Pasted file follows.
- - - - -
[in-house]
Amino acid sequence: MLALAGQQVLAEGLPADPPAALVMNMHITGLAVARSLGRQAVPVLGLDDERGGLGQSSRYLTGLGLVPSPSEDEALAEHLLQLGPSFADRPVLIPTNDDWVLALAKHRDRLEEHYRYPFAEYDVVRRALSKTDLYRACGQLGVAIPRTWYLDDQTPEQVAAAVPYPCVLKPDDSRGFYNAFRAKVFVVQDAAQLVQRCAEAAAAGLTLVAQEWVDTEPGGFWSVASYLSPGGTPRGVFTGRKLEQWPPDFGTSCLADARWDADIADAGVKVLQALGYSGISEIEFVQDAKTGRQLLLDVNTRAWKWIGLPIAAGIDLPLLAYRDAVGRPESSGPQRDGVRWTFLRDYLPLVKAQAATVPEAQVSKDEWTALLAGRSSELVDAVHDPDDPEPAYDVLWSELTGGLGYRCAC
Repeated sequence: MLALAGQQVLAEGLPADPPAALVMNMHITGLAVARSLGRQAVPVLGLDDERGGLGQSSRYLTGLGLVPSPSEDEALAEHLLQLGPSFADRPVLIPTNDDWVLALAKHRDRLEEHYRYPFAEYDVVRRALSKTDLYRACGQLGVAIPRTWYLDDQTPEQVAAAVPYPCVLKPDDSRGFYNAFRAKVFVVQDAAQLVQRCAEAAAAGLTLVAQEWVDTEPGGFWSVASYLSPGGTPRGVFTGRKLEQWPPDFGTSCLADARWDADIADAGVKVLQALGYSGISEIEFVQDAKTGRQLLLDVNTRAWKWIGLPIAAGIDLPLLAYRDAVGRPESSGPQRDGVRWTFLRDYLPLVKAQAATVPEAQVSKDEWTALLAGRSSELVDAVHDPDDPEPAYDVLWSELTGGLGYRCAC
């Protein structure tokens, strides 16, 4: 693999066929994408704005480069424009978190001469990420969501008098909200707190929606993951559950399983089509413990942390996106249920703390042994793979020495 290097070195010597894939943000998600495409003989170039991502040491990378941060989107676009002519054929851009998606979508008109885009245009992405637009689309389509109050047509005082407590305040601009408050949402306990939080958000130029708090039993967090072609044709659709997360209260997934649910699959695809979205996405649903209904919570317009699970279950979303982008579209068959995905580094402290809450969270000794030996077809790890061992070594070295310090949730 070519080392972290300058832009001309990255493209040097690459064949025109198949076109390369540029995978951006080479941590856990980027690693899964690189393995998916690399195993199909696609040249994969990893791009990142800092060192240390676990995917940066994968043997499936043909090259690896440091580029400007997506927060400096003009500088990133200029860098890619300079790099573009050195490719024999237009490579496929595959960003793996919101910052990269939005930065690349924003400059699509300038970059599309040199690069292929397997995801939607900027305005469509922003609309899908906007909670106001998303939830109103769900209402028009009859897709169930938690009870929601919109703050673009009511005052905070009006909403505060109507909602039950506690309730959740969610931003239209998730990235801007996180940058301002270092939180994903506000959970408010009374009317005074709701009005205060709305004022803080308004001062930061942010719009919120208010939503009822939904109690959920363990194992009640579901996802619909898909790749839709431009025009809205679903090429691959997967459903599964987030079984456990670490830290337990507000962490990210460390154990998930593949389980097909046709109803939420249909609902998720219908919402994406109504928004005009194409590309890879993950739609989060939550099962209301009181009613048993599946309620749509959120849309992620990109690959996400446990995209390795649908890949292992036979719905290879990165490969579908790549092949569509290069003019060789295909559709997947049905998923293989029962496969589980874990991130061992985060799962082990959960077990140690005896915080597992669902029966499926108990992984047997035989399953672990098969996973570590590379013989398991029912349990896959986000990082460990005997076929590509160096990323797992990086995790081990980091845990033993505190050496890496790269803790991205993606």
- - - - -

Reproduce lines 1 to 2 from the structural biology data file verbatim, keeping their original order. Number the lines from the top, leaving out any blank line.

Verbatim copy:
[in-house]
Amino acid sequence: MLALAGQQVLAEGLPADPPAALVMNMHITGLAVARSLGRQAVPVLGLDDERGGLGQSSRYLTGLGLVPSPSEDEALAEHLLQLGPSFADRPVLIPTNDDWVLALAKHRDRLEEHYRYPFAEYDVVRRALSKTDLYRACGQLGVAIPRTWYLDDQTPEQVAAAVPYPCVLKPDDSRGFYNAFRAKVFVVQDAAQLVQRCAEAAAAGLTLVAQEWVDTEPGGFWSVASYLSPGGTPRGVFTGRKLEQWPPDFGTSCLADARWDADIADAGVKVLQALGYSGISEIEFVQDAKTGRQLLLDVNTRAWKWIGLPIAAGIDLPLLAYRDAVGRPESSGPQRDGVRWTFLRDYLPLVKAQAATVPEAQVSKDEWTALLAGRSSELVDAVHDPDDPEPAYDVLWSELTGGLGYRCAC